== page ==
Thermodynamics and Information Theory


Why Are The Laws of Thermodynamics “Supreme Among the Laws of Nature”?

The second law of theromdynamics seems to be very fundamental to physics, and a weak form can even be proven, although on cosmological scales it is still a mystery as to how the Universe ended up in the exquisitely low entropy state of the Big Bang.

Information is Physical: Landauer’s Principle and Information Soaking Capacity of Physical Systems

In the physical World, information cannot simply be thought abstractly as often (usefully and validly) done in pure information theory. Physical World information must be written in some kind of “ink”, whose nature I explore here.

How Does a Gas of Particles with Uniform Speed Reach Thermodynamic Equilibrium?

When a gas “irreversibly” doubles its volume, what really happens to its entropy? Its information theoretic entropy cannot change if the gas is truly sundered from the rest of the World. Here I describe some practicalities that mean the entropies – information theoretic and experimental – will become equal again.

The Kolmogorov Complexity and Shannon Entropy of a System and How They Are Related

These two measures of a system’s information theoretic entropy are subtly different, but often very alike. Here I explain them.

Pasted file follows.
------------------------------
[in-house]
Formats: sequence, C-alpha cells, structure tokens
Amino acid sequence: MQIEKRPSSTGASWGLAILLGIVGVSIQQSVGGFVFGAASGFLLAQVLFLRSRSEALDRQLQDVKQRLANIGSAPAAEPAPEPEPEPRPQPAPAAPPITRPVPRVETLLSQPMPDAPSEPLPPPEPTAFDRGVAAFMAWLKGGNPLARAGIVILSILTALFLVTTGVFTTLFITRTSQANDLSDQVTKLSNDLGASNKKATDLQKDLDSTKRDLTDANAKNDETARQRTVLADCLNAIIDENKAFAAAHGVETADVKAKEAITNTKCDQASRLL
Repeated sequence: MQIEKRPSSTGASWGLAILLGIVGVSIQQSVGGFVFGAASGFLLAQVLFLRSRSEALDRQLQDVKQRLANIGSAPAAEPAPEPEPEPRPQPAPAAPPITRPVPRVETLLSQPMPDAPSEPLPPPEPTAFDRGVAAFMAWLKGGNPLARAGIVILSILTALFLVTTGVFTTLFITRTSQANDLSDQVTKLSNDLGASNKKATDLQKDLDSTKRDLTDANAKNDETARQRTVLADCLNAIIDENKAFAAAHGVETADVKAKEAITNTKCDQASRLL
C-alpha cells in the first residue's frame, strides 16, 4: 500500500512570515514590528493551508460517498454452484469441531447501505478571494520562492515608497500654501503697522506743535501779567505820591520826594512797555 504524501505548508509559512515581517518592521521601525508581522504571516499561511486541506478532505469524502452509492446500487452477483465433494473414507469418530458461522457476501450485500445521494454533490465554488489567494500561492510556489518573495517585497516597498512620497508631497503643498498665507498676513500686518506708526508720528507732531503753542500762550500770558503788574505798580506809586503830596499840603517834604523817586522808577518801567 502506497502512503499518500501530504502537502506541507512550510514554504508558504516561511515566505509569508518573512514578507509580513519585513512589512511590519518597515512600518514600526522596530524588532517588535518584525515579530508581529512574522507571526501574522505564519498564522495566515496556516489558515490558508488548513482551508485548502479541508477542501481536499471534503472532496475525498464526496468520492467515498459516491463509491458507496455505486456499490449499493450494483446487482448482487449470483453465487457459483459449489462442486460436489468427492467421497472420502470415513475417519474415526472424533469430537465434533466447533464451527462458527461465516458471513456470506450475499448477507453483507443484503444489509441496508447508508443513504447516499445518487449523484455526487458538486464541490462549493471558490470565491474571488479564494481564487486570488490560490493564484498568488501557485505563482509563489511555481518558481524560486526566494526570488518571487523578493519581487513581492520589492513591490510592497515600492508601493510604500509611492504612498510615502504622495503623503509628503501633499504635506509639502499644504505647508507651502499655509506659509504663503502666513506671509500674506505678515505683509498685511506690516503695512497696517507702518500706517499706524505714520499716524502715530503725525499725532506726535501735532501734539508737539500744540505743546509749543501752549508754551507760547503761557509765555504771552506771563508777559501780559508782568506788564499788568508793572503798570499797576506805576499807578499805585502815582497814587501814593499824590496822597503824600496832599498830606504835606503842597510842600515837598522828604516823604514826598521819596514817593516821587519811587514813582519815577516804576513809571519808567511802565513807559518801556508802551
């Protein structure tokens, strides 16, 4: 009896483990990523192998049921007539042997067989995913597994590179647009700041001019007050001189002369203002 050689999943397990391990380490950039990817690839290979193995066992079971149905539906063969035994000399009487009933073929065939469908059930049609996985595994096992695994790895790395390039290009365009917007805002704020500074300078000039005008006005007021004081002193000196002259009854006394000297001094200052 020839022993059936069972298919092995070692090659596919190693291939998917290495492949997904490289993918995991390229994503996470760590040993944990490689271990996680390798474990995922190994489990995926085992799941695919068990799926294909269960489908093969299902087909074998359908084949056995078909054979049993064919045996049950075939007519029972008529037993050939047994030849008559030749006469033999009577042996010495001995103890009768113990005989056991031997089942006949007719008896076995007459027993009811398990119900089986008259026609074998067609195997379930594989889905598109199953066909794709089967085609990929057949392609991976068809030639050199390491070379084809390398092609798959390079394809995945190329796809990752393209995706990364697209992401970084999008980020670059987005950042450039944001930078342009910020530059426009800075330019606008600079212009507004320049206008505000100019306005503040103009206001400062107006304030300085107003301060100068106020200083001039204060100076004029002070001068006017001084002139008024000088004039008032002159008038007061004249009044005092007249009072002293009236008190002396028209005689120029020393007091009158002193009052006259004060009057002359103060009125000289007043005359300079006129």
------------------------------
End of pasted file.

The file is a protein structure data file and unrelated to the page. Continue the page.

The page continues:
What Might Lie Beyond Quantum Computing: Can We Overcome The Church-Turing Thesis?

I describe that technology overcoming the Church-Turing Thesis might look like. I look at a proof of the existence of uncomputable functions.

The Statistical Nature of the Second Law of Thermodynamics

Can the second law of thermodynamics be “proven”. Here I discuss the law’s nature and how the Loschmidt paradox thwarts attempts to prove a strong form of the law.

Intuitive Understanding of the Clausius Definition of Entropy

The definition $\delta S = \frac{\delta Q}{T}$ is actually a definition of temperature. Here I show how a thermodynamic temperature was first defined. Temperature is roughly proportional to the mean particle energy; whilst this is exactly true for ideal gasses, it is not the full picture.

How is the Information in a Continuous Variable Limited?

A continuous variable can seemingly encode $\aleph_0$ bits. Why instead does a continuous variable encode only a finite amount of information?

Free Energies: What Does a Physical Chemist Mean when He/She Talks of Needing Work to Throw Excess Entropy Out of a Reaction?

The seemingly handwavey statement that a reaction’s free energy is the total energy let slip by the reaction less the amount of work we need to do to “throw the excess entropy of the reactants relative to the products out of the system” actually makes a great deal of sense. I explore exactly what it means.